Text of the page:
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Hydrangea. Seven Barks, Common Hydrangea. Hydrangea arborescens.

Botanical name:

Hydrangea, N. F. IV. Seven Barks. Common Hydrangea. (Fam. Saxifragaceae.)—It is described by the N. F. as "the dried rhizome and roots of Hydrangea arborescens Linne. (Fam. Saxifragaceae.) Rhizome cylindrical, usually cut into pieces from 3 to 10 cm. in length and from 3 to 20 mm. in diameter; externally light brown to yellowish-brown with a pinkish tinge, longitudinally wrinkled, marked by few elliptical lenticels and occasional prominent buds, short branches or stem scars; from the lower surface arise a few coarse fibrous roots; fracture tough, splintery; internally yellowish-white or light brown, bark thin, easily separable from the distinctly radiate wood which surrounds a prominent whitish pith. Roots attaining a length of 25 cm. and a thickness of 2 mm., irregularly bent and branching, otherwise resembling the rhizome with the exception of the pith being absent. Inodorous; taste sweetish, becoming slightly acrid. Under the microscope, sections of the rhizome of Hydrangea show a gray cork of a few rows of tabular cells, a cortex made up chiefly of parenchyma containing starch, large cells containing raphides and small isolated groups of stone cells or sclerenchymatous fibers; a woody cylinder composed of slender wedges made up of prominent tracheae with reticulate thickenings and tracheids separated by medullary rays one to three cells wide, the cells of which are filled with small starch grains; pith of large polygonal cells with prominent simple pores. The powder is light yellowish-brown, containing irregular fragments consisting of strongly lignified tracheae, tracheids and medullary ray cells; stone cells and sclerenchymatous fibers from 0.05 to 0.2 mm. in length, strongly lignified, the walls marked by simple and branching pores; raphides numerous, from 0.07 to 0.13 mm. in length; starch grains mostly single, more or less ellipsoidal, occasionally with a prominent central cleft and varying from 0.002 to 0.01 mm. in diameter. Hydrangea yields not more than 3 per cent. of ash." N. F.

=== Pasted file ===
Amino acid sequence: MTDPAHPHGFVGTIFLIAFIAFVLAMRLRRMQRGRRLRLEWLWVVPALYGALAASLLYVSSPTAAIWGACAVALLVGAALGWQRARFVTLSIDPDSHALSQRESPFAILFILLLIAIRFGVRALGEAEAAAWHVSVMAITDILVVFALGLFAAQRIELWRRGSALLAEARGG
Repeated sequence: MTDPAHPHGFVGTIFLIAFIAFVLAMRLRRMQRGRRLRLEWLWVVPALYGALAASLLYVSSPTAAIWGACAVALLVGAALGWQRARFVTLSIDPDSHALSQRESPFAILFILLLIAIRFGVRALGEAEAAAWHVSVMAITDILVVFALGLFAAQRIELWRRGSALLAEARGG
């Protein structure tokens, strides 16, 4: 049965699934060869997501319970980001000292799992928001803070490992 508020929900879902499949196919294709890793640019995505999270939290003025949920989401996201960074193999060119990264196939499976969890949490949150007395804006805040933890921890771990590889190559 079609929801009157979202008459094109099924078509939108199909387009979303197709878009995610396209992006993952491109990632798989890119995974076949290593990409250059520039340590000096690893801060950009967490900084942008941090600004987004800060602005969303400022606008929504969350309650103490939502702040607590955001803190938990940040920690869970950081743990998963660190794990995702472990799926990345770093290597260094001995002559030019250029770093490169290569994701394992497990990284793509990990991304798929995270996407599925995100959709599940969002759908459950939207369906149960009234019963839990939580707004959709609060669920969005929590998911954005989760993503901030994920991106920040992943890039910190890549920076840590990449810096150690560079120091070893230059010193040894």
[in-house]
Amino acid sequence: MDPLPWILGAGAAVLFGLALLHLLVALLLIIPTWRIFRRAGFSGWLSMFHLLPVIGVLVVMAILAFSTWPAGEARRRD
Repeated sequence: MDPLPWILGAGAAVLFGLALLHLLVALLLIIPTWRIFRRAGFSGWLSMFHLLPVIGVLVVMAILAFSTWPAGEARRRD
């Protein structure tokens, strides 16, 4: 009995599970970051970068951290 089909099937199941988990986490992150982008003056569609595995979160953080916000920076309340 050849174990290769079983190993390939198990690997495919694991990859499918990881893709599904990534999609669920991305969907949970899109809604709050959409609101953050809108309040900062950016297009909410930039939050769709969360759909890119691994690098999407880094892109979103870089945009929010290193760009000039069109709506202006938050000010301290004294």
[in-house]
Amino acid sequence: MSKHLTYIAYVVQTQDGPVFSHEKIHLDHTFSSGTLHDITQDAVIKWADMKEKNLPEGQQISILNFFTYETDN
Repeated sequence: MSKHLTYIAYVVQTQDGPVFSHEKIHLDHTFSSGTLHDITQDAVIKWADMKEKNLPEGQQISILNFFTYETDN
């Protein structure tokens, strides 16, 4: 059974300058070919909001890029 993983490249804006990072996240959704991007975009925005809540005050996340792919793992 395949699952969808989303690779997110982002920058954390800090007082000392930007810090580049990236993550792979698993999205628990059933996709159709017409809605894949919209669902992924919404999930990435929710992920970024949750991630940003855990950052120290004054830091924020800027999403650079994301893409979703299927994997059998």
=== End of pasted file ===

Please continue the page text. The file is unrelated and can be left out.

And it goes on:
Bondurant (A. J. P., 1887, 122) isolated a characteristic glucoside, hydrangin, crystallizing in stellate clusters, melting at 235° C. (455° F.), and subliming without decomposition. It is decomposed by dilute acids into a resin-like body and glucose. Its aqueous solution fluoresces strongly on addition of an alkali, resembling aesculin, but distinctly different in several particulars. Bondurant also obtained a fixed oil and a volatile oil, the latter containing sulphur. Two resins seemed also to be present, together with saponin and sugar. He found no tannin, however. Y. Asahina has isolated two crystalline substances from the alcoholic extract of the flowers of H. Hortensia; hydragenol and hydrangeaic acid. The first occurs in white, odorless and tasteless crystals which are soluble in alkalies and dissolve in sulphuric acid without color; hydrangeaic acid forms yellowish, shining crystals, and its alcoholic solution when treated with ferric chloride yields a violet color. Its decoction is said to have been used with great advantage among the Cherokee Indians, and subsequently by settlers, in calculous diseases. (See N. J. Med. Rep., 1850, 1854, and 1885.) In overdoses it occasions vertigo, oppression of the chest. etc. Dose, thirty grains (1.9 Gm.).


The Dispensatory of the United States of America, 1918, was edited by Joseph P. Remington, Horatio C. Wood and others.



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